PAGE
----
Introducing AT&T Commercial Amplifiers and Taps by Unitron

It’s the next generation of AT&T commercial technology, and it’s here now. DIRECTV installers will love these new parts, because they’ll make everything easier.

The new trunk amplifier

This is the new Satellite Trunk Amplifier from AT&T. It will eventually replace the TAMP_6 which has been around since 2013. The specs aren’t that different. It’s a trunk amplified with an gain-controlled output of 0dBm. This gives you the ability to run four sets of taps on a run of 100 feet, or to send signals 400 feet in a long run.

For commercial use, you can adjust the output levels manually if the input signal is too strong or weak. You can also adjust slope compensation. If you are using this amplifier for a very long run without taps, you’ll want more slope compensation. For runs down a trunk such as in an apartment building, you’ll want less.

Power is supplied by a standard PI-29Z power inserter, meaning you don’t have to carry as many power supplies. You have the option of powering it through the #1 output or through a dedicated power connection. The dedicated connection is better but the option is there if you need it. You also get a power passthrough so you could power a polarity locker as well, if there’s no place to plug that part in. Ideally every part should have its own power supply but sometimes that’s just not possible.


The new STTAP series from AT&T replaces the older DTV7 taps. Like those earlier parts you can run 6 lines from the dish plus one over-the-air line if needed.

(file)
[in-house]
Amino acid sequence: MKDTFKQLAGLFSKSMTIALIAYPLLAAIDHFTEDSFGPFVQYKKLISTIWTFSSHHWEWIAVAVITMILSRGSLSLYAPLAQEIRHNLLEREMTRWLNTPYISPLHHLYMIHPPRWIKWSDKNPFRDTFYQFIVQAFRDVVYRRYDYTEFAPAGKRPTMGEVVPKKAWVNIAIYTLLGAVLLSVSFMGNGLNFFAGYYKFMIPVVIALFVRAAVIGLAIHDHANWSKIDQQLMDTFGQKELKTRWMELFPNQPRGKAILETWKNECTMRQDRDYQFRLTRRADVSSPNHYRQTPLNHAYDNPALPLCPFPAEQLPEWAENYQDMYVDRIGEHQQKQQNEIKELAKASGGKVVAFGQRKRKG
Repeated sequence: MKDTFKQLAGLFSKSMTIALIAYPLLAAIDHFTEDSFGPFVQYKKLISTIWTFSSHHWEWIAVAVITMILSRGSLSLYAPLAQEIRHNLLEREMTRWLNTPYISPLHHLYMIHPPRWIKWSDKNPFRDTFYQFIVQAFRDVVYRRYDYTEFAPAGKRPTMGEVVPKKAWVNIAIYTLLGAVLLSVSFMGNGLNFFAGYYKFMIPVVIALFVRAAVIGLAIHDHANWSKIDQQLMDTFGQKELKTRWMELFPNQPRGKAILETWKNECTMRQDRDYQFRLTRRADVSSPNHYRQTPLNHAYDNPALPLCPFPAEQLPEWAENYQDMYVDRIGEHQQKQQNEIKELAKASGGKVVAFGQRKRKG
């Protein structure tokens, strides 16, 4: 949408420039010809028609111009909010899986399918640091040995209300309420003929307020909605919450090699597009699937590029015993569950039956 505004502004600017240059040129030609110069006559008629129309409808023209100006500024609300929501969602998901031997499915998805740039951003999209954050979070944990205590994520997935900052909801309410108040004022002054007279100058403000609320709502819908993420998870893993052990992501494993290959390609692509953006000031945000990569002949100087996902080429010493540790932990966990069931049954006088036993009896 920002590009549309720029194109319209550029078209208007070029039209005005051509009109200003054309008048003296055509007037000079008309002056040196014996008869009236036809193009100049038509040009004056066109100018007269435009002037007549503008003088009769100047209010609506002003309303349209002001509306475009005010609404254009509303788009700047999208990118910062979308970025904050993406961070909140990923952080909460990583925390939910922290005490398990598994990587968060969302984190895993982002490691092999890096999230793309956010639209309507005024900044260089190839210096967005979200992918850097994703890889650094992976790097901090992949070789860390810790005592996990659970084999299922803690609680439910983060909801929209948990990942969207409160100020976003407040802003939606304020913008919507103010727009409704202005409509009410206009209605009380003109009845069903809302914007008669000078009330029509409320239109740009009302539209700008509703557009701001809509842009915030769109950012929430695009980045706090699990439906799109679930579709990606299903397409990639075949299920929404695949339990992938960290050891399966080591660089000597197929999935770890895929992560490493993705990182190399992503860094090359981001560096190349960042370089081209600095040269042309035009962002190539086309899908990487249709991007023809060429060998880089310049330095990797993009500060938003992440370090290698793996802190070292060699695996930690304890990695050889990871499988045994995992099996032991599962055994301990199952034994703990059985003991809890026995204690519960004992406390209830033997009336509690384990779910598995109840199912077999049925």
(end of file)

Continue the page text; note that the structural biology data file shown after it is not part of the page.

Unlike the older taps, you can now choose values from 20dB all the way to 6dB. There is no 3dB option. The old taps maxed out at 16dB, but with a stronger amplifier you’ll need a tap with a greater value to keep the signal strength within the SWM input window of -25dBm to -45dBm. If you need a tap with a 3dB value, which is rare, you should look at a set of PV23-302 splitters instead.

The only negative to these taps is the lack of weather boots. You can put weather boots on if you wish but really you should not be using commercial satellite taps outside anyway. It always struck me a little weird that the older taps had weather boots and more than once, I just removed them.

Want an AT&T approved install? These are your choices

In a lot of cases, commercial installers have a choice of parts. However, if you’re doing a job where you need the absolutely correct, approved parts, you’ll need to use this amplifier and tap combination, along with a Reverse Band 5 Legacy LNB and SWM-30s. These are the only parts approved by AT&T for commercial installs in 2019 and beyond. The older parts including SL5 LNBs, SWM-16 multiswitches, and Sonora amplifiers and taps are no longer DIRECTV-approved. Of course if they worked 5 years ago they’re still going to work now and Solid Signal still has a good stock of these older type parts. They tend to be a little less expensive so the value-minded installer has choices.

No matter what you’re looking for, you’ll find all the commercial-grade parts you’ll need by shopping at Solid Signal.

About the Author

Stuart Sweet
Stuart Sweet is the editor-in-chief of The Solid Signal Blog and a "master plumber" at Signal Group, LLC. He is the author of over 8,000 articles and longform tutorials including many posted here. Reach him by clicking on "Contact the Editor" at the bottom of this page.